The REACH features multiple complex “swoop” designs that create a truly unique experience for the public to enjoy. The design starts as a flat green roof, and then rotates into a vertical wall. Due to the extreme complexity of the three-dimensional swoops, a test mock-up was devised beforehand by the roofing contractor James Myers Roofing, Hydrotrech and Sempergreen called “The Ramp.” Landscape architect Geoffrey Valentino of Edmund D. Hollander Designs, general contractor Whiting-Turner Contracting Company and Myers visited The Ramp, or sedum slope, monthly to work out any potential problems before installation.
Hydrotech’s GardNet® assembly was used in the four swoops of the project for soil stabilization and containment. Three of those swoops employed Sempergreen’s sedum mats, and the fourth swoop along the Potomac River is planted with perennial grasses. Sempergreen USA and Edmund Hollander Landscape Architects designed sedum blankets into three different plant palettes.
The media substrate for the swoop areas employed American Hydrotech LiteTop growing media and evolved:
“For the most vertical sections of the roof where it becomes a wall another partnership of Sempergreen USA and Knauf Urbanscape designed a soil mix that starts with Lite-Top soil from American Hydrotech and merges slowly into a LiteTop/Urbanscape mineral wool mixture which in turn merges slowly into the vertical section that has 100% green wall mineral wool from Urbanscape inside the Hydrotech soil stabilization system.” ~ Sempergreen USA
Referring to the swoop areas, Sempergreen USA says they provided seven different irrigation zones and different water cycles with fertigation to the “three-dimensional cork-screw green roof” in those areas that are more like a green wall, and regular irrigation in others that are flatter – minimizing water expenditure with micro-bursts of water.
LEED was established as a priority early in the planning phase. Integrated design and construction was a consistent process throughout the project. Understanding the building’s end-users, surrounding site, envelope design and energy performance were a core focus in making informed design decisions. Energy and daylighting models were used to analyze the building performance and human experience. To the extent feasible amenities in the existing facility are shared by occupants in the expansion building in order to maximize resources such as parking.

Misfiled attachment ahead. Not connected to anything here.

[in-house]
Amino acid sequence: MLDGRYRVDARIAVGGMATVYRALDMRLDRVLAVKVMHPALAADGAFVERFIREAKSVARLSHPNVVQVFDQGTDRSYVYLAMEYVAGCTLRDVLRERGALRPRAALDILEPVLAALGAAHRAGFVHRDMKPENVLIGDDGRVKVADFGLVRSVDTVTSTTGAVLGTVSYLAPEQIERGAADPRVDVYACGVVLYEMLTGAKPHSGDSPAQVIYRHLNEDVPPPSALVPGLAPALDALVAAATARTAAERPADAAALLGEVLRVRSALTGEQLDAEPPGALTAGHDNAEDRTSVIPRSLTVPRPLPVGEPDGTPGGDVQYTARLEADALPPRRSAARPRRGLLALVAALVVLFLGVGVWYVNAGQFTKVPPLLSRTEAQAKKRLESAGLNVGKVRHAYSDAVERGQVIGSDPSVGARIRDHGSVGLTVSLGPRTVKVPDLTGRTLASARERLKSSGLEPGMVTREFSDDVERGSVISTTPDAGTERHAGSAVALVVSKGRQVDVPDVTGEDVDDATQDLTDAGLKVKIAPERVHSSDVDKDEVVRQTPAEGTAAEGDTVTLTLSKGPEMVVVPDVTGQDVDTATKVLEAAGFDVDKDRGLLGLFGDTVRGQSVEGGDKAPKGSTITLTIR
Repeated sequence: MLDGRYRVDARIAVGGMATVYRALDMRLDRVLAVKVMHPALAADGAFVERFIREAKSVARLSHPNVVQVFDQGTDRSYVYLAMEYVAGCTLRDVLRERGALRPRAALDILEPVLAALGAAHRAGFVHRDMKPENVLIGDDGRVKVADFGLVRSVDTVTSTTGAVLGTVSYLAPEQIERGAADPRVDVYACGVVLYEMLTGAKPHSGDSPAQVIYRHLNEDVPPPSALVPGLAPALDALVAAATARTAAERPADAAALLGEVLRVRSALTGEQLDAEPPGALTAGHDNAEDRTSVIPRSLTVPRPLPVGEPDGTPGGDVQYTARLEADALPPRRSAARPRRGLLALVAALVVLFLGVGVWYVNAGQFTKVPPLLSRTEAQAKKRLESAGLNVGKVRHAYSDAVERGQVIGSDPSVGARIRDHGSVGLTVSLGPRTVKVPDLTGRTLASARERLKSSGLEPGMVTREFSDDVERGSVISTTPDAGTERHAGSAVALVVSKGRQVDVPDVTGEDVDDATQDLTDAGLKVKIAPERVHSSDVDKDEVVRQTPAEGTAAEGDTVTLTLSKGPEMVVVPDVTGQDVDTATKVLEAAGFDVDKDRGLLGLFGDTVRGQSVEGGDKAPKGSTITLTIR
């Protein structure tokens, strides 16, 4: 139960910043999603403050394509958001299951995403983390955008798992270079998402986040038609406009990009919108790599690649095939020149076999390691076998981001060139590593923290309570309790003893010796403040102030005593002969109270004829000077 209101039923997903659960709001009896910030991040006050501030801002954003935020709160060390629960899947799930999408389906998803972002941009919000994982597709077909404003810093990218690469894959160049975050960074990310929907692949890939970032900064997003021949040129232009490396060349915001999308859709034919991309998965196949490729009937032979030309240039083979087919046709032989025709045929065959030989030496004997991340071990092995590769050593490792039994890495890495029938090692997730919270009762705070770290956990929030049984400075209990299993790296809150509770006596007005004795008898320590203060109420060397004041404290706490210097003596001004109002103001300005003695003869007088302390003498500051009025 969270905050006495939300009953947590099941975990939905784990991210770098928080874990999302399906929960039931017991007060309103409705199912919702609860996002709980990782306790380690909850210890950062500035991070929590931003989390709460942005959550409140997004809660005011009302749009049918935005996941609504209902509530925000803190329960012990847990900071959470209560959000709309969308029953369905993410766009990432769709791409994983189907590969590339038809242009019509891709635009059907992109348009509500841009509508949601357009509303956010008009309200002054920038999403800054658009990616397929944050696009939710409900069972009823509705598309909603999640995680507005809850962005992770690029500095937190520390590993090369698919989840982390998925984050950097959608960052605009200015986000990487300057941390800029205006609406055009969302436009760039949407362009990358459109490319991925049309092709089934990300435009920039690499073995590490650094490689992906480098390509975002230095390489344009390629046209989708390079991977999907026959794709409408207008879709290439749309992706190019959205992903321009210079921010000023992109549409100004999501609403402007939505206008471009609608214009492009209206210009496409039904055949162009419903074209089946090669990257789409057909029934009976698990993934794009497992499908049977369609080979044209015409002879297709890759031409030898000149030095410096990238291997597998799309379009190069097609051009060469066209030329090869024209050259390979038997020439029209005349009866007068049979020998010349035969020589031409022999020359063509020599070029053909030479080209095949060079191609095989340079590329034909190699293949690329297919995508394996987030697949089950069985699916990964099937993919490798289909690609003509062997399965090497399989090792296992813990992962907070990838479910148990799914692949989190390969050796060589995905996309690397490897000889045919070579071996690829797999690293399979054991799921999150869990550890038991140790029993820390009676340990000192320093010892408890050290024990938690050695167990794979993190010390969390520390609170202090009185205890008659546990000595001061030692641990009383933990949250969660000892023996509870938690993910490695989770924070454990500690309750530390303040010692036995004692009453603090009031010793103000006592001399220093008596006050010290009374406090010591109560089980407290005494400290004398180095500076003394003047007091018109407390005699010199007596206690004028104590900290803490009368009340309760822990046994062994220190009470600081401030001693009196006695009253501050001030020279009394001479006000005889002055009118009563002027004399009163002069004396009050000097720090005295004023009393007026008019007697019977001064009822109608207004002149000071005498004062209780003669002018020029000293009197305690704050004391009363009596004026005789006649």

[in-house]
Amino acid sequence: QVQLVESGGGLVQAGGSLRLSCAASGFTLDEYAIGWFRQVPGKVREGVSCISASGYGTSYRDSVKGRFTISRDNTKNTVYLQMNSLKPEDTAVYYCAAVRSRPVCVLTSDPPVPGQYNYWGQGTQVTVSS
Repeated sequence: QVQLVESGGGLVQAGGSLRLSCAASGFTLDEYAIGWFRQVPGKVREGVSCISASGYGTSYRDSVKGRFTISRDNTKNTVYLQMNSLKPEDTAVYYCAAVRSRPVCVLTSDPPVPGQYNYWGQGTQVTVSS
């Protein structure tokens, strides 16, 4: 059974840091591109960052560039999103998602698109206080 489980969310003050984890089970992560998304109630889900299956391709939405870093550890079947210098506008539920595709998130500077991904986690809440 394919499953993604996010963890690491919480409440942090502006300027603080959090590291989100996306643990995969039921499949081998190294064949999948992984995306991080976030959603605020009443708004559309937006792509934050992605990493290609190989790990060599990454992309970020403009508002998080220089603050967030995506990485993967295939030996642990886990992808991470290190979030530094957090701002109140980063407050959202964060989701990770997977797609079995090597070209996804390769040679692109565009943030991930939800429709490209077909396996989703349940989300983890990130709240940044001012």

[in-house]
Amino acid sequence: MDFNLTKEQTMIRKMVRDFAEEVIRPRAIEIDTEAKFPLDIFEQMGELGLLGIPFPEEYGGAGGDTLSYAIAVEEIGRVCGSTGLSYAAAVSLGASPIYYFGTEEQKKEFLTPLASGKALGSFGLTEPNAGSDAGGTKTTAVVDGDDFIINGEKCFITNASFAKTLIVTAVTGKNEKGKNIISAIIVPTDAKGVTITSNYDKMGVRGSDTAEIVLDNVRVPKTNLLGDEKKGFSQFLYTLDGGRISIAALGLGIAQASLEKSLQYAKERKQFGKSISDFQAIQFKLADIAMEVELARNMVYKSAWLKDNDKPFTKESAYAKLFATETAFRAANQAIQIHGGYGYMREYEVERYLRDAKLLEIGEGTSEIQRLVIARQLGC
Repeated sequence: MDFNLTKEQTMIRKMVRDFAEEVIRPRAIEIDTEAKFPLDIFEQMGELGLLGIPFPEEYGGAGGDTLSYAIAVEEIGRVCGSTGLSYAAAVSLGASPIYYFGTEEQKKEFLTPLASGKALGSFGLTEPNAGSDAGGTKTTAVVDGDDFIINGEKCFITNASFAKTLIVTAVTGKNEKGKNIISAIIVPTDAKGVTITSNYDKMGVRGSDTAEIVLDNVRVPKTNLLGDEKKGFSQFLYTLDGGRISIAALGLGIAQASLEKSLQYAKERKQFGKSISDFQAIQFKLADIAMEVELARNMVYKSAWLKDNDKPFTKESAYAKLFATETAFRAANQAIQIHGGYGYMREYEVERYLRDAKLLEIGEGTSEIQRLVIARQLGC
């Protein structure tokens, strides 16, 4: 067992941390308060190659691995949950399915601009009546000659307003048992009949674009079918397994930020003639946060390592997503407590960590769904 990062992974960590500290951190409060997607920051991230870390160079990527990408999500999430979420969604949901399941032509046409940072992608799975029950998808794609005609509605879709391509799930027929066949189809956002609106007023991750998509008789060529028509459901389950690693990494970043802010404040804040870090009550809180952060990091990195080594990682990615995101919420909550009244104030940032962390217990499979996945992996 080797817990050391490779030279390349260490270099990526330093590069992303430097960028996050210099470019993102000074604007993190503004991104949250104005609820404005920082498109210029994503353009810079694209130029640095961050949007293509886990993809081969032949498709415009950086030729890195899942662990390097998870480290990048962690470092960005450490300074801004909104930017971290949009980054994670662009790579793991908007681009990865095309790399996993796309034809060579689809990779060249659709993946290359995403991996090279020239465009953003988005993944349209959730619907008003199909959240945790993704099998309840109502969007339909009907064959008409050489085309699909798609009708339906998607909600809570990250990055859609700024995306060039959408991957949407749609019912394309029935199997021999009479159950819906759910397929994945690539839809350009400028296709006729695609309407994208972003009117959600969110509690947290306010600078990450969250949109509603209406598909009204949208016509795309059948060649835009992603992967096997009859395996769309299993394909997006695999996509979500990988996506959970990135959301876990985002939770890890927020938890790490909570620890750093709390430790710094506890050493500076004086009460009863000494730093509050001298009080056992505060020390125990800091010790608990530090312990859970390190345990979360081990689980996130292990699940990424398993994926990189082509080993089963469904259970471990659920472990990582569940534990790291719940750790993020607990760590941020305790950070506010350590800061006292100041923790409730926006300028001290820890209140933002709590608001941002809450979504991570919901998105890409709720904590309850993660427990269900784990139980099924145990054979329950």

The REACH at the John F Kennedy Center for the Performing Arts is now officially LEED Gold certified, and here are just some of the sustainable building features that were incorporated into the project broken out by LEED Project Categories:
• Kennedy Center is inherently sustainable based on its urban location. There are many neighborhood amenities within a half-mile walking distance including the Lincoln Memorial, restaurants, CVS, dry cleaners, and places of worship.
• Patrons and performers are encouraged to use public transit as an alternative to personal vehicles. Close access to the Foggy Bottom Metro Center station provides access to three major subway lines: Blue, Orange, and Silver in addition to 8 bus lines. The North Capitol Street Line runs directly to the building. Bicyclists are encouraged to ride to the building and take advantage of the 52 bike racks located throughout the campus.
• Low-emitting, fuel efficient vehicles are provided with preferred parking privileges in our parking garage. Three electric vehicle charging stations are also included.
• The landscape was designed to promote biodiversity and protect natural habitat. Over half of the total site area, excluding the building footprint, is planted with native or climate-adapted trees, perennials, and fescue sod. Since much of the building is below ground in order to preserve the silhouette of the existing building, much of this open space is actually a green roof.